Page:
And speaking of contractors . . .

Thousands of articles have been written about how to hire a contractor. I've written several hundred myself, and two books, besides.

Just type "How to hire a contractor" into Google, and voilà! much advice appears.

The first non-ad to come up on my list was This Old House, followed by U.S. News, the Federal Trade Commission, Angie's List . . . well, that's enough, because I cannot imagine any would steer me in the wrong direction.

TV carpenter Norm Abram told me on a 1999 visit to The New Yankee Workshop set that he was sent hundreds of tools to try out, and that most performed the same as tools on his workbench.

A hammer is still a hammer, even if it runs on a 9-volt battery.

What you have read so far is my excuse for not sharing contractor-hiring tips from a survey by Invoice2go, which is an invoice app. I will share a few findings about consumers' attitudes toward contractors, however.

Only 6 percent of homeowners indicated that they trusted a bigger company more than a smaller one.

Ninety-three percent indicated they would consider hiring a freelancer.

The number one online place homeowners look for service providers is Angie's List (24 percent), followed by Facebook (21 percent). The other places, in no particular order, were Yelp, Thumbtack, TaskRabbit, HomeAdvisor, and NextDoor.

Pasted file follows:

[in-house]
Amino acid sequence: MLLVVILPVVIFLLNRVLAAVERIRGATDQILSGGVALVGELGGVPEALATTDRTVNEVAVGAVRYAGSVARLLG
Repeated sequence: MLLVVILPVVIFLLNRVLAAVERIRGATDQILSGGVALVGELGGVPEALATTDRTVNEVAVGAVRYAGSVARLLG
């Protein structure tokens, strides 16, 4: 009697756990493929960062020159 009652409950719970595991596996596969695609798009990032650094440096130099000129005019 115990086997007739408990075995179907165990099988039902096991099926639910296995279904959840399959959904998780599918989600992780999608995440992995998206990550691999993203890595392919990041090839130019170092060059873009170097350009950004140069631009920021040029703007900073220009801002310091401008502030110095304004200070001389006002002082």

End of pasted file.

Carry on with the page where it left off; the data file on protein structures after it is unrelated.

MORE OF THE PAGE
The top behavior that positively reflects credibility of a home-renovation service provider is "cleaning up after a job," at 85 percent.

As I said, Google it.

Summer, too

Stories about carbon monoxide-related deaths abound in warmer weather, especially after storm-related power outages.

According to the Centers for Disease Control, each year more than 400 Americans die from unintentional carbon monoxide poisoning; more than 20,000 visit emergency rooms, and more than 4,000 are hospitalized as a result.

If you have a gasoline-powered generator, don't run it in an enclosed area such as a porch or a garage, inside the house, or near windows. And make sure your carbon monoxide detectors are working. or write him at Box 8263, Philadelphia 19101. Volume prohibits individual replies.

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